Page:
Extend your child’s increased cognitive abilities to think abstractly, reason, and think logically with these books. Part of the increased language skill in middle schoolers is their abilities to read, write, and understand more complex topics, with poetry being one of them. Included in this section are books to support this more abstract level of thinking and writing:
- Beach Is To Fun: A Book of Relationships by Pat Brisson and Sachiko Yoshikawa. Great introduction to analogies. The rhythmic text challenges your child to determine relationships between words and concepts. The illustrations support children’s understanding.
- Suddenly Alligator: Adventures in Adverbs (Language Adventures Book) by Rick Walton. Adverbs remain tricky for even strong language learners. Making learning difficult topics in playful, motivating ways is half the battle.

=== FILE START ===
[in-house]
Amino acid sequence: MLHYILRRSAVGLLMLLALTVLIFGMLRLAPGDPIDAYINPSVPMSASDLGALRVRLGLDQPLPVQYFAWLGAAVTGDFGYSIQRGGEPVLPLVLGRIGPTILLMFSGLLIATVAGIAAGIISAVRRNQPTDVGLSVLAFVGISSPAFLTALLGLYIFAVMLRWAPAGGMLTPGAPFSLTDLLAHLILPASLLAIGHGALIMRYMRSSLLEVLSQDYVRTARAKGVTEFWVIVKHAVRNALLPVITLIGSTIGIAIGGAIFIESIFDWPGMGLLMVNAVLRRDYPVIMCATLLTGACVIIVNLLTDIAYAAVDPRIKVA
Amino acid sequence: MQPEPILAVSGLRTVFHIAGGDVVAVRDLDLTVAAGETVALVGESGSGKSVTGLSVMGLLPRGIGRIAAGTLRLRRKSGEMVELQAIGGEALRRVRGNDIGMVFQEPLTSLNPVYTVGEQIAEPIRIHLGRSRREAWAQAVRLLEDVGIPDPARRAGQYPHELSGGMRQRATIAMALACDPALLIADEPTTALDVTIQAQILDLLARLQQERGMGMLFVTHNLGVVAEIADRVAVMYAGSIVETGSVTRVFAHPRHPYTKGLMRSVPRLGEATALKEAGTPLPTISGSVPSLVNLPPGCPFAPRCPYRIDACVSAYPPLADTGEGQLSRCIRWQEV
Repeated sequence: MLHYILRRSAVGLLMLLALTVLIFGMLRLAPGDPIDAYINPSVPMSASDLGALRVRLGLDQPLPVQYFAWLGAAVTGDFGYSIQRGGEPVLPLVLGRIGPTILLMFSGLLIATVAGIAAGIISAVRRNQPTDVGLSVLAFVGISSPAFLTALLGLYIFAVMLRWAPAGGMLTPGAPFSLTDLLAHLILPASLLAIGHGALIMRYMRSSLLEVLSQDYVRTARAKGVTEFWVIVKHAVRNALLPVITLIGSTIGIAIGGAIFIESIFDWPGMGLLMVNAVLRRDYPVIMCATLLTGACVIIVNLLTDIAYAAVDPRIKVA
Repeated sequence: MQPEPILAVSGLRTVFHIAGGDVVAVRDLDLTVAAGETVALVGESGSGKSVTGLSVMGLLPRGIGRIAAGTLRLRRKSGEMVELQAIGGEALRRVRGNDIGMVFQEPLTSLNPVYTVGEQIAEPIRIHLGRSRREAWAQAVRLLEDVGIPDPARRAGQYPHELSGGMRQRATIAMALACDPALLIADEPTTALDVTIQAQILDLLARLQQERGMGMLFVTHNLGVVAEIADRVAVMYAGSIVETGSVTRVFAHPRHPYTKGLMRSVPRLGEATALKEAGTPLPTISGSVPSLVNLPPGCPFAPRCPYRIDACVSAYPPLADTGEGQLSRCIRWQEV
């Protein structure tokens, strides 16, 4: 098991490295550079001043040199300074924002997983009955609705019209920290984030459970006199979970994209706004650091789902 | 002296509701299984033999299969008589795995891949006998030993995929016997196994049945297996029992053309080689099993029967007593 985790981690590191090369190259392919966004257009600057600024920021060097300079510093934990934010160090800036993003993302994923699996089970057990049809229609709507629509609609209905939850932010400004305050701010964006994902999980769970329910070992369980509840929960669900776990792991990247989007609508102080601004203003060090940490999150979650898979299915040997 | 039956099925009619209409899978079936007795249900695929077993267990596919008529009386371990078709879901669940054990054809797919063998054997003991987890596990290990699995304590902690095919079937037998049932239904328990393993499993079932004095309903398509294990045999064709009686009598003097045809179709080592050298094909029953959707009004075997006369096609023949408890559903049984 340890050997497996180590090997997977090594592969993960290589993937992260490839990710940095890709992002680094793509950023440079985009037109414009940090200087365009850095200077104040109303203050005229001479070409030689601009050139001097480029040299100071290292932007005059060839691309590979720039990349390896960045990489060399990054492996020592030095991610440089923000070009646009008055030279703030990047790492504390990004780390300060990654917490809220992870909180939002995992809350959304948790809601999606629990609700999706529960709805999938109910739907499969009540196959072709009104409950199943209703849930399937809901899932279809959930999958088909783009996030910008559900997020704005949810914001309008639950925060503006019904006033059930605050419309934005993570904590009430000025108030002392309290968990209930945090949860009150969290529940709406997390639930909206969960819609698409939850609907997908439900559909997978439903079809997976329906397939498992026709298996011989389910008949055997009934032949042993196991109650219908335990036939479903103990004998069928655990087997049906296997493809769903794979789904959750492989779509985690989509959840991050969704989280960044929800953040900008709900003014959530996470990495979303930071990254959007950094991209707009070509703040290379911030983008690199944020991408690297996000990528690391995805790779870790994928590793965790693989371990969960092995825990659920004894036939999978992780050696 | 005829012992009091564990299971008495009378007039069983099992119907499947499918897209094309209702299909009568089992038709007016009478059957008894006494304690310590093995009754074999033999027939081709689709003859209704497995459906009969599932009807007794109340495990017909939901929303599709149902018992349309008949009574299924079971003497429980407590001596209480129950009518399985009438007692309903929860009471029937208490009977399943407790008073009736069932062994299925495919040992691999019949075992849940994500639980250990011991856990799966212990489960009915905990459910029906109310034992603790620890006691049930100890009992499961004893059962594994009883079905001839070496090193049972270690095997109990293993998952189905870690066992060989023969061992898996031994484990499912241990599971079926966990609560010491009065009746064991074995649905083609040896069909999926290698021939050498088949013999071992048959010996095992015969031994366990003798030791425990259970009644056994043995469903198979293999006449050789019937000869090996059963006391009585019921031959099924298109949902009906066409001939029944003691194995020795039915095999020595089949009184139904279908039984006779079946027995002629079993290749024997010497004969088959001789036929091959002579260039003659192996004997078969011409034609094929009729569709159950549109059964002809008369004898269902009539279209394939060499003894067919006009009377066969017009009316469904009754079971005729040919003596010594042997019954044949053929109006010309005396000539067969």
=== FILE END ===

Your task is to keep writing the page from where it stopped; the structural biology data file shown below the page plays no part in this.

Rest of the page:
- Love That Dog by Sharon Creech approaches poetry in a fresh way and will engage even reluctant boys in this positive means of creative expression.
- Why the Banana Split: Adventures in Idioms by Rick Walton, The World Is Your Oyster by Tamara James, The Cat's Pajamas by Wallace Edwards, and My Teacher Likes to Say by Denise Brennan-Nelson: Books that use humor to help children learn and better understand idioms. See if your child can use his increased reasoning and inference skills to tease out the meanings.
- Owl Moon by Jane Yolen: Full of rich language, ask your child to describe mental images the text creates for him. Have him paint a scene or write a vivid description of his image. What poetic devices does your child notice in the text?
- All the Places to Love by Patricia MacLahlan. Have your child identify various similes as you read. Similes such as, “Crows in the dirt that swaggered like pirates,” create images in your child’s mind and allow the words to paint a picture with words.
- Someday by Eileen Spinelli is another sweet story to use for hyperbole, simile, or voice (the author’s perspective).
- When the Fireflies Come by Jonathan London. Invite your child to pull out the creative language, metaphors and repetition in the text.